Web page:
This video compares the differences between shooting raw and JPEG images. It states that shooting a high quality JPEG image saves space than shooting a raw image, but most of the time you can tell which image is being shot.
00:00:00 Raw photo files are the unprocessed image data from a camera's sensor, taking up a lot of storage space and requiring post-processing to improve image quality. Jpeg files are compressed files that take up less storage space and can be processed more easily, without sacrificing image quality.
00:05:00 The video discusses how JPEG compression can degrade image quality, leading to "banding" or "striping" in images. The presenter demonstrates this by comparing two different JPEGs: a "large" one with 1920 by 1080 pixels, and a "fine" one with 1280 by 1024 pixels. When shooting a raw file, the camera can fit up to 1820 photos on a memory card, but with a jpeg, only 473 photos are possible at the large setting, and only 3527 at the fine setting. The medium size setting is also reduced to 3840 by 2560 pixels, and the small size to 3648 by 2496 pixels.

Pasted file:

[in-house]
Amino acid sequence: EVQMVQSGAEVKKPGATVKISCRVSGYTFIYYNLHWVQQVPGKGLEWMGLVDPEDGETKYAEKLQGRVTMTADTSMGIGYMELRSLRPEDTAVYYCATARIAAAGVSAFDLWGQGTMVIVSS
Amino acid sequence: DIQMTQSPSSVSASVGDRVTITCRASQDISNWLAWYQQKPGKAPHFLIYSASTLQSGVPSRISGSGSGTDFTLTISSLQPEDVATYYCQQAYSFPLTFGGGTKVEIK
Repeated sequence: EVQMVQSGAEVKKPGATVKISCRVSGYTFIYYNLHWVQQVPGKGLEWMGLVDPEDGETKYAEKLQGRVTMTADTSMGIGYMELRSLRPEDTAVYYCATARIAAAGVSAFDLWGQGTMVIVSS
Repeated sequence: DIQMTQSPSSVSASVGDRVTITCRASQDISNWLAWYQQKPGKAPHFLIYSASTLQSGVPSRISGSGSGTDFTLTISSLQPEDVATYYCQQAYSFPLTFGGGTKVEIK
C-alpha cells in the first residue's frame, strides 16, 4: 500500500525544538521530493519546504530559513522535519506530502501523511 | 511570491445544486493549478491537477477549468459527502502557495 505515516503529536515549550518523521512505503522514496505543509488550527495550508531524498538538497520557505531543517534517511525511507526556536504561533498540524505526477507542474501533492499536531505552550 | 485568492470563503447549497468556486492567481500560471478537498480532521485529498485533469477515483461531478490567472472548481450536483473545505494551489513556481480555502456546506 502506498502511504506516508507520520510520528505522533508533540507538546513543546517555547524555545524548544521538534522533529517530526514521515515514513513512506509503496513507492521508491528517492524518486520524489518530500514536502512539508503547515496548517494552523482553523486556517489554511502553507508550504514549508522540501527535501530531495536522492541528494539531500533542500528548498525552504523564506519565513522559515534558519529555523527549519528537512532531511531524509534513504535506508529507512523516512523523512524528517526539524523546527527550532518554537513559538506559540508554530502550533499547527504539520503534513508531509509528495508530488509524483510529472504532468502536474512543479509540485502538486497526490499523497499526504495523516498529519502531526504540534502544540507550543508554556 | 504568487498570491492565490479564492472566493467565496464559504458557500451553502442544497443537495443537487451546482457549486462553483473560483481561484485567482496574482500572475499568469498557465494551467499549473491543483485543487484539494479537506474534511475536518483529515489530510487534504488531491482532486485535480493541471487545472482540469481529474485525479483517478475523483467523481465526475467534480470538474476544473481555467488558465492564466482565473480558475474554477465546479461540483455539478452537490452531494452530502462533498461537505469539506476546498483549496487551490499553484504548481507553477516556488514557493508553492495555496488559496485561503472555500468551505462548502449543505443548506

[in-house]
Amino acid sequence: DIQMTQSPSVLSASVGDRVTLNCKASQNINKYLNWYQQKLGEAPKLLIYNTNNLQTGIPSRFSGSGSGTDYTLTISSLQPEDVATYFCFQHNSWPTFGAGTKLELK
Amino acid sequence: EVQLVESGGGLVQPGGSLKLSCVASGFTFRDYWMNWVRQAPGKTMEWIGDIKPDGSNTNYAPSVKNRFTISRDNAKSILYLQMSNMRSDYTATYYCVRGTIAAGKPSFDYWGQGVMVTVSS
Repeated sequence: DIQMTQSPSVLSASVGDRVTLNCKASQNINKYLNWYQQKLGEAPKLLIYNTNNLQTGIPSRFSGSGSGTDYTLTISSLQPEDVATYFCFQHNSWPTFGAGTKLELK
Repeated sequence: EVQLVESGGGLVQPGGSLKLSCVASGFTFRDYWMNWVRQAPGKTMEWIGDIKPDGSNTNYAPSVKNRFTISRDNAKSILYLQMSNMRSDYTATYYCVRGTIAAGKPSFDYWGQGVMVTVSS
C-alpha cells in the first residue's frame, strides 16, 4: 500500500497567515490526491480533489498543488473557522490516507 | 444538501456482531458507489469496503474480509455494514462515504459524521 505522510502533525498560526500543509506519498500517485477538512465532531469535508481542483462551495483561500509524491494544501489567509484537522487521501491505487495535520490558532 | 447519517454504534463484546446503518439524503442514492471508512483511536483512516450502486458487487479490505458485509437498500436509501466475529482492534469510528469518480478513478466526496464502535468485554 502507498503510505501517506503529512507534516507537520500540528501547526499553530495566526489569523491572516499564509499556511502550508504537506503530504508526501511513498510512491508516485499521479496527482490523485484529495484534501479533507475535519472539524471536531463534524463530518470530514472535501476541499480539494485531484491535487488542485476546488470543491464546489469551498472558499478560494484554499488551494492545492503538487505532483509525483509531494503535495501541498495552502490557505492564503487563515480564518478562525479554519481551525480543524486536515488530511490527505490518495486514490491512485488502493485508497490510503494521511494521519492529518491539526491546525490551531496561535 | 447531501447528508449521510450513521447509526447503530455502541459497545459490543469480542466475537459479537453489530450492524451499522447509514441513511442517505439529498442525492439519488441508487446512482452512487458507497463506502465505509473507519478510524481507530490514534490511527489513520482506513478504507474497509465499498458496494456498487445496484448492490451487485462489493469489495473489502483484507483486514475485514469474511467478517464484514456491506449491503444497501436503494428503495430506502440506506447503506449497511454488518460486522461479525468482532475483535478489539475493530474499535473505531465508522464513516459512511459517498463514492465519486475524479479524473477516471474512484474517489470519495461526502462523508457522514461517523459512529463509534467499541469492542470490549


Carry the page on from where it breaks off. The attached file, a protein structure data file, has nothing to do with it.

00:10:00 In this video, the author explains the advantages and disadvantages of shooting raw vs. JPEG photos. Raw photos are large and take up memory card space and computer memory, but they offer more flexibility in post-production. Jpeg photos have automatic adjustments applied, but they look better right away without any post-processing. Raw photos don't look their best until they are processed in software, while jpeg photos look better right away.
00:15:00 The main advantage to shooting raw photos is that they have more potential for post-processing to make them look better, while the main disadvantage is that they take up more space and are slower to write to the memory card.
However, if you're shooting for documentary purposes or for fast frame rates, jpeg files are fine. And, if you want to post-process your photos but don't need the highest possible image quality, you can shoot both raw and jpeg files simultaneously.
00:20:00 This video compares the differences between shooting raw and JPEG images. It states that shooting a high quality JPEG image saves space than shooting a raw image, but most of the time you can tell which image is being shot.